From time to time, those films appear which, even with the great prestige and fame that they entail, end up slipping the radar of most audiences. Released in January in the United States and arrived in Brazil in April this year, Os Pequenos Vestígios is part of the HBO Max release collection deal that shocked the entertainment world before the platform’s debut in our country. . This contract stipulated that all of Warner’s major releases for 2021 in theaters would fall simultaneously in streaming, as a means of boosting its platform and thus gaining more space in the market, competing with the leaders Netflix and Amazon.
So, in times of pandemic, even if he had three Oscar-winning stars of the level of Denzel Washington, Jared Leto and Rami Malek to boost a thriller in the style of Seven (1995) and the series True Detective (2014), Os Pequenos Vestígios went completely white, becoming one of the least discussed films of this first half of 2021. It contributes to its ostracism that the critics weren’t very kind to the film, guaranteeing it in the Rotten Tomatoes dividers 45% of approval, although with the public, both in the same aggregator and in IMDB the ratings were much more favorable. And here I am with my proposal to recommend the film to you. So you can try and check it out for yourself, especially if you are a fan of the crime thriller genre. Les Petits Vestiges can positively surprise you, just like me.
I’ll start off by saying that this isn’t the typical investigative thriller we’re used to, although it has all of the genre’s conventional narrative structure. Like the aforementioned real detectives Seven and The Silence of the Lambs Before Them, it’s the story of police investigating kidnappings and murders of young women, most likely perpetrated by a serial killer. The important thing here, however, is that it is more about the life and psychology of the investigators than the criminal himself. And there, the feature film has its similarities with Zodiaco (2007), by David Fincher, and Os Suspetos (2013), by Denis Villeneuve, given their proportions.
Denzel Washington, a two-time Oscar winner and considered by many to be the most talented of his generation, plays cop Joe ‘Deke’ Deacon, a disgraced talented investigator. Once one of Los Angeles’ most promising agents, Deke “burned all bridges” by becoming obsessed with a case involving the disappearance and death of some of the city’s young women. His disaffection with most of his co-workers resulted in him being transferred to a small town, where he was demoted. Such an obsession even caused her divorce and her estrangement from her daughter.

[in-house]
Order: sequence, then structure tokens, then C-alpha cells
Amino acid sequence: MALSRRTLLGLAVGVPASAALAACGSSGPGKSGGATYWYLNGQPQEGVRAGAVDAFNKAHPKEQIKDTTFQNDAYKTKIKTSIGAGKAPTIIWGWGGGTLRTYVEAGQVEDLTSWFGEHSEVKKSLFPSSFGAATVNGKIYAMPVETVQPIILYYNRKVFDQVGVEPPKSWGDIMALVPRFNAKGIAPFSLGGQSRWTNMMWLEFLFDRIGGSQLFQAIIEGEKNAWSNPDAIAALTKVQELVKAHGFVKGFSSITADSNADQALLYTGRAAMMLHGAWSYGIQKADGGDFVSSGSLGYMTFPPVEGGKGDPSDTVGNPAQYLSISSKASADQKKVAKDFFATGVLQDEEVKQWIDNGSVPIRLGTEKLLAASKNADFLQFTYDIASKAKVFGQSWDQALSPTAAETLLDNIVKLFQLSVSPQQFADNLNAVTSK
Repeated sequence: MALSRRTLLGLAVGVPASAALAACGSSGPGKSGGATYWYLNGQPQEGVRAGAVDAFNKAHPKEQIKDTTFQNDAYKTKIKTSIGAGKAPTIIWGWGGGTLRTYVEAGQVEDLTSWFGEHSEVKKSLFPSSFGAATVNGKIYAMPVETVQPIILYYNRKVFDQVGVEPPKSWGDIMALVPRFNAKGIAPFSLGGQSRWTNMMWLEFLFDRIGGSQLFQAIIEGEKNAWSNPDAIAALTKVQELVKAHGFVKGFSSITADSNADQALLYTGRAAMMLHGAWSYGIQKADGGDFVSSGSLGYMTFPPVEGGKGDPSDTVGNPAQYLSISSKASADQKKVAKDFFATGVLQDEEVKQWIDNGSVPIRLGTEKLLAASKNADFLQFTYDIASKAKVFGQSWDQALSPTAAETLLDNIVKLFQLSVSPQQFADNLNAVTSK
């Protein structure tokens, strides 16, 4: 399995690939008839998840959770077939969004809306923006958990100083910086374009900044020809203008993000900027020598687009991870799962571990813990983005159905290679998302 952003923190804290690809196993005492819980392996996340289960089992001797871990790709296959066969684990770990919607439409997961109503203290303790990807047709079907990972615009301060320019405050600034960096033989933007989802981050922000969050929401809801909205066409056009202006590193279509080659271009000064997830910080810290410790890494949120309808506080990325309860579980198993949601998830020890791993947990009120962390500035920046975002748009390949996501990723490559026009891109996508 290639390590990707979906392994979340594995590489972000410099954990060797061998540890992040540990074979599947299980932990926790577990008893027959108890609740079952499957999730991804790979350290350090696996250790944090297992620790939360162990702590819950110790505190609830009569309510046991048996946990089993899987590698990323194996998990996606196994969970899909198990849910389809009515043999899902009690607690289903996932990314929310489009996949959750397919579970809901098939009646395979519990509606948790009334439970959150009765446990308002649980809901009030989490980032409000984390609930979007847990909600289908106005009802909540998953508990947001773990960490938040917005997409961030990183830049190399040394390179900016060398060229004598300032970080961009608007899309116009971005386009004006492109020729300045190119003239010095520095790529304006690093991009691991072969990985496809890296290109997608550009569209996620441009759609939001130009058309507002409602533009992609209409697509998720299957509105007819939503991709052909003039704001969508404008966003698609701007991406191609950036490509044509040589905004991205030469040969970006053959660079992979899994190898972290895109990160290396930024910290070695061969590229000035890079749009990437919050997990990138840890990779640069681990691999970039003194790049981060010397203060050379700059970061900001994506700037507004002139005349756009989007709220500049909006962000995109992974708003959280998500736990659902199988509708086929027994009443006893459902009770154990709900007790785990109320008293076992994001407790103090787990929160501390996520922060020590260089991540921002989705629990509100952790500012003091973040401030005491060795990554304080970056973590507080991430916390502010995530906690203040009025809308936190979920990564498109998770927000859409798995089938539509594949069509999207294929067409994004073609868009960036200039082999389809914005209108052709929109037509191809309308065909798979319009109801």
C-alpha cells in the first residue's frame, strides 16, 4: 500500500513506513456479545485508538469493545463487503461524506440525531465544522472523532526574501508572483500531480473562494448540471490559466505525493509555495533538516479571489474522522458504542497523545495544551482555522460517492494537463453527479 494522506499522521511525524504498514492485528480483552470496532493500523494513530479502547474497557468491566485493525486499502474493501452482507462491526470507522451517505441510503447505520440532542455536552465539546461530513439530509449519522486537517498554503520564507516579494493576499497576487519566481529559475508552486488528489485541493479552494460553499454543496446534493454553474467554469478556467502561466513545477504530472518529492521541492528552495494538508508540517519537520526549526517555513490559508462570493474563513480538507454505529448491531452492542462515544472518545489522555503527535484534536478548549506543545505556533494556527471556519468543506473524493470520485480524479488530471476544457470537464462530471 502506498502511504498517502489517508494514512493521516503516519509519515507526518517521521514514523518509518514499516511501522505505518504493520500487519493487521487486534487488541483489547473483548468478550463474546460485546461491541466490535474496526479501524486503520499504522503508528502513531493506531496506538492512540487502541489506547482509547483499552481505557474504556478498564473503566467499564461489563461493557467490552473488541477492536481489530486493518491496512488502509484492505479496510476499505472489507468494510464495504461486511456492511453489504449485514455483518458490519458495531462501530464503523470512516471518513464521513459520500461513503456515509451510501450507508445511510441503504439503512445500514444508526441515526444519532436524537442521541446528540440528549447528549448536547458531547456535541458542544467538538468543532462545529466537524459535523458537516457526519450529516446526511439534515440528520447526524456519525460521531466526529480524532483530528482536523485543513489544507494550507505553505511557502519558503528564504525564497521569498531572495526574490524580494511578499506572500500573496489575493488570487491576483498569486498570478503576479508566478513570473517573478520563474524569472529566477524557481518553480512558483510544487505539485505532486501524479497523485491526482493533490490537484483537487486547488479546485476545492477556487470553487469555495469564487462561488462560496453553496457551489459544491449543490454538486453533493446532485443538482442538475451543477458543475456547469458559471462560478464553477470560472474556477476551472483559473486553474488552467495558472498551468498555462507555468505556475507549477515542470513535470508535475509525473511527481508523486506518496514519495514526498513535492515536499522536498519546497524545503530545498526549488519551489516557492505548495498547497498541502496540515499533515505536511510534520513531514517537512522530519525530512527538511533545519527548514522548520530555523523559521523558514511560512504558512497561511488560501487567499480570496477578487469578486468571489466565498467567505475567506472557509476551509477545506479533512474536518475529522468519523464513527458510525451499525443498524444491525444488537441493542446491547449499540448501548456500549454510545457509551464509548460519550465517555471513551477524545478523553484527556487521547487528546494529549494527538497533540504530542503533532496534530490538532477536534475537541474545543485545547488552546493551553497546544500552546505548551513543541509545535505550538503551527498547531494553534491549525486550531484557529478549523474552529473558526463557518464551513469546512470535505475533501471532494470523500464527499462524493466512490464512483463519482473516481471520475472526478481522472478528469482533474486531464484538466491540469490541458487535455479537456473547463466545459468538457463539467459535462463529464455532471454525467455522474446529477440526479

Denzel Washington plays a cop who has his own ghosts from the past.
Years later, he returns to the old neighborhood to hand over documents and again finds himself in the middle of an investigation that may be linked to the past. The sensational young cop Jim Baxter (Rami Malek), the interpreter of Freddie Mercury in Bohemian Rhapsody (2018), is now leading the case. While there is some friction at first, as Deke does not feel comfortable in the place and criticizes the new student for fitting into the religiosity imposed by the head of the police station, by leaps and bounds the couple , veteran and newcomer, begins to mesh and show that they have a point of intersection: stubbornness for the case. Baxter claims to work for the victims, while Deke claims to be for himself. But it could be the other way around, as the film will show us.
The Washington character has a personal trauma of tragedy, which is unraveled throughout the screening. Malek’s detective, on the other hand, enjoys the hype about being a hero and having his ego inflated. And these characteristics will determine these two men during a fateful investigation. Malek’s character is a young married man with two young daughters. However, one of the negatives that doesn’t go too well is the odd way the actor decides to play the character, sometimes looking like the psychopath he’s hunting down. I do not know if the intention was to arouse the suspicions of the investigator himself. Either way, it’s a very peculiar and dark choice for a character surrounded by light. And her character’s final decision is so dubious that it has generated mentions that this is not standard police behavior.
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Disgraced veteran Washington and talented young Malek join forces for a noble cause.